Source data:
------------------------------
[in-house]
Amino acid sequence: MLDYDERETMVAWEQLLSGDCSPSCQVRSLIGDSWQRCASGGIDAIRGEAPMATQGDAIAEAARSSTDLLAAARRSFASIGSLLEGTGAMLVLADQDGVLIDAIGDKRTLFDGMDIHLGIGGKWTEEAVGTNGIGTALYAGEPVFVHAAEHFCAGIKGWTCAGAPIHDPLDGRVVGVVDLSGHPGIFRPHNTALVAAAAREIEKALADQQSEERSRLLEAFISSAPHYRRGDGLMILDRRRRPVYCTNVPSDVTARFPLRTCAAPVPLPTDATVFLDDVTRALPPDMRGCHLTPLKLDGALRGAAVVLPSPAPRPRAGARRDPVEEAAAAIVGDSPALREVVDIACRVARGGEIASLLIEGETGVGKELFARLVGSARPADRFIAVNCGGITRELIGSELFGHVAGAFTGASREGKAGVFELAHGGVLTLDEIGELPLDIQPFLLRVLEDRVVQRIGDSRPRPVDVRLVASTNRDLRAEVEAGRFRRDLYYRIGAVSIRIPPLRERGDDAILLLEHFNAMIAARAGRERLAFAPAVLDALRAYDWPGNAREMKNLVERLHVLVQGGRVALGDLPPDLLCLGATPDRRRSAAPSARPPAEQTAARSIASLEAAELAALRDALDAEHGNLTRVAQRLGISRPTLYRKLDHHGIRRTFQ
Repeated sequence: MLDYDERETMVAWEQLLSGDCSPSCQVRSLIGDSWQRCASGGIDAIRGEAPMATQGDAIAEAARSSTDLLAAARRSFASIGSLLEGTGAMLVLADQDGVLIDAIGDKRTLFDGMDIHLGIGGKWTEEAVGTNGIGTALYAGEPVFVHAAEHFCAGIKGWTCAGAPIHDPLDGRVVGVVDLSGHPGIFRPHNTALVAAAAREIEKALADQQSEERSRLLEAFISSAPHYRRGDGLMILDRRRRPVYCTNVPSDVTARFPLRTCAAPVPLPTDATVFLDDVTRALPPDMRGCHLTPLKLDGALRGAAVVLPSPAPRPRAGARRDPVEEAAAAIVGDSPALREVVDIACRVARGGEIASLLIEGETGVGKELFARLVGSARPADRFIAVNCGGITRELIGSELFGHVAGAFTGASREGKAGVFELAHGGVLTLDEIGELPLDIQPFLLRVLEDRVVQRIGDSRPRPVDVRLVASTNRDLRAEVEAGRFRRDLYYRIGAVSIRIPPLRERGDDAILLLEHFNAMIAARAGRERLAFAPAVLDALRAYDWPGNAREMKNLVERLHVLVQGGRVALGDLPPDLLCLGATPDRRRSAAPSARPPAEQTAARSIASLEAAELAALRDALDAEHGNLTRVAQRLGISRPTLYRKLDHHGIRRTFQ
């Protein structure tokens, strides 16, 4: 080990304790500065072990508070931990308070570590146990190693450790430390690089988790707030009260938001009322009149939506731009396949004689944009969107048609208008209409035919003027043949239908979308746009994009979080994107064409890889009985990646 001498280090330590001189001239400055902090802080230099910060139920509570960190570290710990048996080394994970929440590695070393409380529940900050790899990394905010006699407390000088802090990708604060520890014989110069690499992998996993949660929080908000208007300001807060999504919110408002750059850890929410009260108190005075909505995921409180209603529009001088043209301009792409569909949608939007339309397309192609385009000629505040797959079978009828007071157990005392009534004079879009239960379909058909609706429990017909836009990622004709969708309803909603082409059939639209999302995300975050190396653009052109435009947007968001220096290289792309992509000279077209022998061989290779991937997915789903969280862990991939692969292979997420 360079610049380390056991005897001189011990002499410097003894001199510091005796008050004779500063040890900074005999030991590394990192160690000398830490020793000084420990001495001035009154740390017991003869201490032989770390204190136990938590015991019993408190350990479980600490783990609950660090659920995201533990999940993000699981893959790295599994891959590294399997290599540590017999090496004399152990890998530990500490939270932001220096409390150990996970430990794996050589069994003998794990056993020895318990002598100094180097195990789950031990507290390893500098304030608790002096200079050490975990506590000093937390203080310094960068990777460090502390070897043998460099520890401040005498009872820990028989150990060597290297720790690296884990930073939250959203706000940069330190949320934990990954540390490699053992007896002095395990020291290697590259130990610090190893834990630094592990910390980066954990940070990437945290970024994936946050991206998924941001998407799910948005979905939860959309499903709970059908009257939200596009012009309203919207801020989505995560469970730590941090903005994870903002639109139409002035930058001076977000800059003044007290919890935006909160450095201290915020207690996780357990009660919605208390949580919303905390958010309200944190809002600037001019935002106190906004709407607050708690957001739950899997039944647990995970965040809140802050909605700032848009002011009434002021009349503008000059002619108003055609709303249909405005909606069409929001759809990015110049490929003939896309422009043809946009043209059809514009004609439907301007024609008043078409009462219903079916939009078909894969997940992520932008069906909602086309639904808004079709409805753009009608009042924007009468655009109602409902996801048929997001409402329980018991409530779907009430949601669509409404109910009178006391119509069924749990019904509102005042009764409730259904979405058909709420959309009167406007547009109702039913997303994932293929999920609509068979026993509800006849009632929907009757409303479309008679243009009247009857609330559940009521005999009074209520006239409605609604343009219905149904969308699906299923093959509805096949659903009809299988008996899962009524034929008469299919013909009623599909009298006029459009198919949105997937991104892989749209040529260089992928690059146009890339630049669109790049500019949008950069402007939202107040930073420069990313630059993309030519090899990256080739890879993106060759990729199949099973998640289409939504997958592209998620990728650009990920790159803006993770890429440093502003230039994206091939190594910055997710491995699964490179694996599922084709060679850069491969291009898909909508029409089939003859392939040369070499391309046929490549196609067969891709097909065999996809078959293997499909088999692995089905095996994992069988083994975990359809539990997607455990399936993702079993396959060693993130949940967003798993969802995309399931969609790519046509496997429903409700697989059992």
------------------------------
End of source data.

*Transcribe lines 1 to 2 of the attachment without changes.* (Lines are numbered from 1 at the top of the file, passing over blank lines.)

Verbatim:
[in-house]
Amino acid sequence: MLDYDERETMVAWEQLLSGDCSPSCQVRSLIGDSWQRCASGGIDAIRGEAPMATQGDAIAEAARSSTDLLAAARRSFASIGSLLEGTGAMLVLADQDGVLIDAIGDKRTLFDGMDIHLGIGGKWTEEAVGTNGIGTALYAGEPVFVHAAEHFCAGIKGWTCAGAPIHDPLDGRVVGVVDLSGHPGIFRPHNTALVAAAAREIEKALADQQSEERSRLLEAFISSAPHYRRGDGLMILDRRRRPVYCTNVPSDVTARFPLRTCAAPVPLPTDATVFLDDVTRALPPDMRGCHLTPLKLDGALRGAAVVLPSPAPRPRAGARRDPVEEAAAAIVGDSPALREVVDIACRVARGGEIASLLIEGETGVGKELFARLVGSARPADRFIAVNCGGITRELIGSELFGHVAGAFTGASREGKAGVFELAHGGVLTLDEIGELPLDIQPFLLRVLEDRVVQRIGDSRPRPVDVRLVASTNRDLRAEVEAGRFRRDLYYRIGAVSIRIPPLRERGDDAILLLEHFNAMIAARAGRERLAFAPAVLDALRAYDWPGNAREMKNLVERLHVLVQGGRVALGDLPPDLLCLGATPDRRRSAAPSARPPAEQTAARSIASLEAAELAALRDALDAEHGNLTRVAQRLGISRPTLYRKLDHHGIRRTFQ